Cricket: Lloyd recovers a winning smile

After a hard winter, the England coach is still talking a good game. Derek Pringle reports from Auckland
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The Independent Online
The bland soundbite is not something people readily identify with David Lloyd, but after a winter of having his impassioned utterings thrown back in his face, England's cricket coach is becoming an expert.

"I've come quickly to terms with the fact that you either win, lose or draw and that it doesn't matter what you say," he said during a day off in Auckland. Fortunately, after the frustrations of Zimbabwe, England have been winning too, and even have a rare overseas series win, though even that wasn't settled until the last session of the final Test. It was a situation that would have tested the most even-keeled stoic, let alone an excitable jack-in-a-box like Lloyd.

"We met as a team on the fourth evening," he recalled. "There wasn't a lot to discuss except to remind the lads that although we set off on 25 November, this was the day we came for. At lunch the next day, when we'd only lost one more wicket, it was the afternoon we'd come for. At tea, the session.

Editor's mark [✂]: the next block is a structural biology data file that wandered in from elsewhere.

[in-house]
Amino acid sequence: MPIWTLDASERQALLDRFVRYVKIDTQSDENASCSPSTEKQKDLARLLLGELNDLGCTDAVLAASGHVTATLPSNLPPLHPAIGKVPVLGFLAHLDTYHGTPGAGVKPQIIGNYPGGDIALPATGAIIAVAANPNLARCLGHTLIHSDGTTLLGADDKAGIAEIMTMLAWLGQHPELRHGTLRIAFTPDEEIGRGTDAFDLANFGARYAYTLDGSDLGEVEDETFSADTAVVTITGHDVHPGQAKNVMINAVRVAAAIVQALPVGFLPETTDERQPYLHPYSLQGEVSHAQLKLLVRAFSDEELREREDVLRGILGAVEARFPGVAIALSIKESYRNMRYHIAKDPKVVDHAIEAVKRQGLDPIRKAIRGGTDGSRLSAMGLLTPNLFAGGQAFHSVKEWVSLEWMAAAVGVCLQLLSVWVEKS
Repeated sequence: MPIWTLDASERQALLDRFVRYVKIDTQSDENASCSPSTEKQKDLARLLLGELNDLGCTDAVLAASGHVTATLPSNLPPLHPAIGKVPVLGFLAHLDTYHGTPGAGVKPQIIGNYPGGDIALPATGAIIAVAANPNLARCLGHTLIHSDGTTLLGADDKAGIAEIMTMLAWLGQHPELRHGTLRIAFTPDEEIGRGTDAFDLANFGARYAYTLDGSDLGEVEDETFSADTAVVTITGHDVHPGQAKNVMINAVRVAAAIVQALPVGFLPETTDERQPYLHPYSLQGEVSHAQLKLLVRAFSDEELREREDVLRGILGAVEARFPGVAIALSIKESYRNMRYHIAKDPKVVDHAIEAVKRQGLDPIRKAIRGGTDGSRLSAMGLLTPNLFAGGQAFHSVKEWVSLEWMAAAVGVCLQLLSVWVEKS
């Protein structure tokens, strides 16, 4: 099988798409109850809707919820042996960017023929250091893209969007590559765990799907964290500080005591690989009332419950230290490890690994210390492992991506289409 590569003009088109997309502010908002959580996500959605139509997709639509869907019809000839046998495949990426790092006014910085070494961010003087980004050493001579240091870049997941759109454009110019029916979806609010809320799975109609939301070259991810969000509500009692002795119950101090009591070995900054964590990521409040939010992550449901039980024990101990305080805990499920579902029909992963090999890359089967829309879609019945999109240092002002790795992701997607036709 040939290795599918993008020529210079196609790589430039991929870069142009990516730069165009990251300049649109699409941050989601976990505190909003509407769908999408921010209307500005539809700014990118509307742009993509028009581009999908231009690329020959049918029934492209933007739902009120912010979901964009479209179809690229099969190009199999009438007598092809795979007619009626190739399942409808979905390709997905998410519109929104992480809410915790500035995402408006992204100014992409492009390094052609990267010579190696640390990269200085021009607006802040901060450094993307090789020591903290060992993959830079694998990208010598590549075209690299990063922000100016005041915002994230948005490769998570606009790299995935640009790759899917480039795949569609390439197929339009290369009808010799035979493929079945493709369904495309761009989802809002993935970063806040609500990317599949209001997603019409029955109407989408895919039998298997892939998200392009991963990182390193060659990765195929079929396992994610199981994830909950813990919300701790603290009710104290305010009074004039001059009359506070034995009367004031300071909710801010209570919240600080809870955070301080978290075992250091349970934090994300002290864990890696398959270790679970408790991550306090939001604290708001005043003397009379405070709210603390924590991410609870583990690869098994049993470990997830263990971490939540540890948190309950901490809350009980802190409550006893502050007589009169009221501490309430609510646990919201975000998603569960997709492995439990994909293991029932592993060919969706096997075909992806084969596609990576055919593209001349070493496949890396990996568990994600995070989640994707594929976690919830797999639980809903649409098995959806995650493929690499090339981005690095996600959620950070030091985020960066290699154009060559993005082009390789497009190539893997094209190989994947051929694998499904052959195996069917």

"There was a bit of a wobble when we lost three wickets and suddenly, with 74 wanted, we had two players on nought. But I've stressed the importance of partnerships and Corkie [Dominic Cork] and Creepy [John Crawley] played it to perfection. It'll do both of them a power of good to have contributed in that way to winning the game."

But handy as those innings were they paled in comparison to Michael Atherton's efforts - carrying his bat in the first innings, and a match-clinching century in the second. It was one of the colossal Test performances, and of even greater merit after an appalling run. "In that situation, he was a banker for a hundred," Lloyd said. "If he hadn't relaxed against that Nathan Astle, he'd still be batting now."

Having been involved at Lancashire during Atherton's formative years, Lloyd knows the England captain better than anyone. Occasionally, closeness can be an impediment when it comes to ironing out problems, but Atherton's honesty meant that the coach was never tempted to mollycoddle when something stronger was needed.

"We worked hard - there's no magic wand," he said. "After Zimbabwe we had to get his feet and head going in the right position. I'd show him videos of himself and then put one on from when he was playing at his best. I told him 'just visualise how good you are and it'll come'.

"For some reason he started the tour adopting a more open stance, which I've got him to close. At Hamilton you could see the signs of a return, and he played a couple of vintage shots. Soon after, I knew he was back when he started to get low and sniff it through extra cover like Boycott used to do. There's a lot of Boycs in him and when that front knee is bending, I say to some of the others, 'that's how to drive, not with a stiff leg'."